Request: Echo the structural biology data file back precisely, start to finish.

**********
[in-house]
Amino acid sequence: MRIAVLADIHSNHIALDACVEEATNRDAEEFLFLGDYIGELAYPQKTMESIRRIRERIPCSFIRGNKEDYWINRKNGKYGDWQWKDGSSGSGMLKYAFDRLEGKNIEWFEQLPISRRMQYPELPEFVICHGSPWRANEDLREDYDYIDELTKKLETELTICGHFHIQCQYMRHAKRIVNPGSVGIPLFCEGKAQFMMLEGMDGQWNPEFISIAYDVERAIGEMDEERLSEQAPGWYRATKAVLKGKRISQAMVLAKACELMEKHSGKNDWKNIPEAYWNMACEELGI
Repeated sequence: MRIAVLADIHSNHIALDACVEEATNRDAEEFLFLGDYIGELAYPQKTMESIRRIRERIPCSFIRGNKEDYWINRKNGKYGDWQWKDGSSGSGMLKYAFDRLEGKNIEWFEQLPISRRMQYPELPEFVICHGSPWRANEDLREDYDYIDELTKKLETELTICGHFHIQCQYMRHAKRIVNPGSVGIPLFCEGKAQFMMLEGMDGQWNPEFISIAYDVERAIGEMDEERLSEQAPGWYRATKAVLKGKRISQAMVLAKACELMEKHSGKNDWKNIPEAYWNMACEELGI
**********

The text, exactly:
[in-house]
Amino acid sequence: MRIAVLADIHSNHIALDACVEEATNRDAEEFLFLGDYIGELAYPQKTMESIRRIRERIPCSFIRGNKEDYWINRKNGKYGDWQWKDGSSGSGMLKYAFDRLEGKNIEWFEQLPISRRMQYPELPEFVICHGSPWRANEDLREDYDYIDELTKKLETELTICGHFHIQCQYMRHAKRIVNPGSVGIPLFCEGKAQFMMLEGMDGQWNPEFISIAYDVERAIGEMDEERLSEQAPGWYRATKAVLKGKRISQAMVLAKACELMEKHSGKNDWKNIPEAYWNMACEELGI
Repeated sequence: MRIAVLADIHSNHIALDACVEEATNRDAEEFLFLGDYIGELAYPQKTMESIRRIRERIPCSFIRGNKEDYWINRKNGKYGDWQWKDGSSGSGMLKYAFDRLEGKNIEWFEQLPISRRMQYPELPEFVICHGSPWRANEDLREDYDYIDELTKKLETELTICGHFHIQCQYMRHAKRIVNPGSVGIPLFCEGKAQFMMLEGMDGQWNPEFISIAYDVERAIGEMDEERLSEQAPGWYRATKAVLKGKRISQAMVLAKACELMEKHSGKNDWKNIPEAYWNMACEELGI